The novel I'm working on is based on a game I played in the late 1990’s. Like, not just inspired by, but actually based on it. Yeah, I know, bad idea.
Some time in 1998 or early 1999, my brother and I got together at the comic book store we were running and started talking about how much we missed gaming. We set up a plan that we hoped would help our ridiculously busy group keep going, with multiple dungeon masters, a world that we built as we went along, and no fussing about continuity if one or two people couldn’t make it to a session. We went with Dungeons & Dragons, partly because everybody was already familiar with it.
I provided the first adventure (or you can ride the Wayback Machine), establishing the village of Timber, Kasmordo’s tower, and the forested mountains around them as the initial setting. This session also established Ezren’s supernatural bargain, Shao Tsang’s frequent Tao-quoting, and a number of other recurring themes. Before long, there was a forum, a web page, and even a yearly awards poll for things like best quote, best adventure, and so on.
We eventually wrapped up the campaign because we wanted to try 3rd Edition. For a variety of reasons, the group fell apart after only a few sessions of that second campaign. I could blather on for a while about what those reasons were, but it’s beside the point. The only reason I bring up the second campaign at all is that it showed me something about the first one that I hadn’t realized.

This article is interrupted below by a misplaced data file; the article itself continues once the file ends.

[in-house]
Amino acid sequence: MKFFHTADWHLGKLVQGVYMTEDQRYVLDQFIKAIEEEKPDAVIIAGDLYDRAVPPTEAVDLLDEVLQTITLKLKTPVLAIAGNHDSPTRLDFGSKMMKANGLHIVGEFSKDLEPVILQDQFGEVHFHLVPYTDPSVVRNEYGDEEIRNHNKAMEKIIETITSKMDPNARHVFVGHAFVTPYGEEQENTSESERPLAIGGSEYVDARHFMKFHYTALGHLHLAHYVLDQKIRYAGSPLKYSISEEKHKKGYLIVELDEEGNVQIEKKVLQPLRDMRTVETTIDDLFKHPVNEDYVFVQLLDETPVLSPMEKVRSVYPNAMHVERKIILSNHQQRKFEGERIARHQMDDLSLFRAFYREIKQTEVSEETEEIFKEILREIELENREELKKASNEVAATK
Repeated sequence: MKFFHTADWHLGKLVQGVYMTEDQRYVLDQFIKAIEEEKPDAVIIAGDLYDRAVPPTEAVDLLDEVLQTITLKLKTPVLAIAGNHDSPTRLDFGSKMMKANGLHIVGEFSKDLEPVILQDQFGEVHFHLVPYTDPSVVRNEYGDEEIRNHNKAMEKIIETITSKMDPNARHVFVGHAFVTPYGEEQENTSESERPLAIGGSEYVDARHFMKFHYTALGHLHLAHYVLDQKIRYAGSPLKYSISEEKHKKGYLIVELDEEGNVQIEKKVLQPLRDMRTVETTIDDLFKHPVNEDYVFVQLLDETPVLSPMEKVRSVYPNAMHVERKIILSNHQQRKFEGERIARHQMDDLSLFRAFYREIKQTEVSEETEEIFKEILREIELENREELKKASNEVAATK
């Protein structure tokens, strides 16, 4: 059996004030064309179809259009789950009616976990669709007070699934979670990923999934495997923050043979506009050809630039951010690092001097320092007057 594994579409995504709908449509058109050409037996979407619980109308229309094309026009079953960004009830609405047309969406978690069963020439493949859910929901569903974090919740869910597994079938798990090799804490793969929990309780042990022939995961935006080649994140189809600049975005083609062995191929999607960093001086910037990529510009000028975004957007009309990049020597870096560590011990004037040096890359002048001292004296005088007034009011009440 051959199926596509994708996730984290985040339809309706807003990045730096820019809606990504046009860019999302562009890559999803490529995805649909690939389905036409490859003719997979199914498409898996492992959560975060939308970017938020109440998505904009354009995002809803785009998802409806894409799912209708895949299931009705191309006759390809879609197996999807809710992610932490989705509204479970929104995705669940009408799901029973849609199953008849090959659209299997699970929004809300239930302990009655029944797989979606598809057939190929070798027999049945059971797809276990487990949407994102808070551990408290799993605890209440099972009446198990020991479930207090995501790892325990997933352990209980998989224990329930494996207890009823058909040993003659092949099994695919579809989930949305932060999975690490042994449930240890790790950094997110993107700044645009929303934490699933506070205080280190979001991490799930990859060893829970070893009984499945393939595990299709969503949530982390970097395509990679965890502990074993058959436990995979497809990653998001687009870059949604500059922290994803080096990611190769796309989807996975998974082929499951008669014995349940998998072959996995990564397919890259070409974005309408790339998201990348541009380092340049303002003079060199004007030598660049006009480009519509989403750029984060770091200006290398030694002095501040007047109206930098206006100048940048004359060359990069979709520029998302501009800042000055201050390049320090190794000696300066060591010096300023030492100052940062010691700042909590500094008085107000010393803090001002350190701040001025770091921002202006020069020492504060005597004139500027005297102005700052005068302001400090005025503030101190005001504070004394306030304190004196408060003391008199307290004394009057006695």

Our characters in the second campaign were fairly iconic: the grim fighter, the brash half-orc barbarian, the rogue with the shady past, and the bossy but loyal cleric/sorcerer. In the first campaign, that hadn’t been the case at all. Those characters were flawed, damaged, and often kind of weird. They eventually stumbled their way into heroism, but most of them started out as misfits with something to prove. They learned to be a team, but they didn’t just snap together like pre-fabricated shelves or video game archetypes; they had to work at it, and sometimes they failed.
Around that time, I published a piece of flash fiction that would eventually evolve into this book’s prologue. You can probably find it online if you really want to. I made a few starts on a follow-up story, then got distracted by other things and forgot about it for years, although Ezren, Mogdar, Seisha, Shao Tsang, and Tellar did lend their names to spells in both the 2006 and 2009 editions of the Peryton Fantasy Role-Playing Game.
Recently, having decided to focus more on novels, I came back to these characters and their adventures, and I found something new. I suppose it could still turn out to be a bad idea, but I don’t care.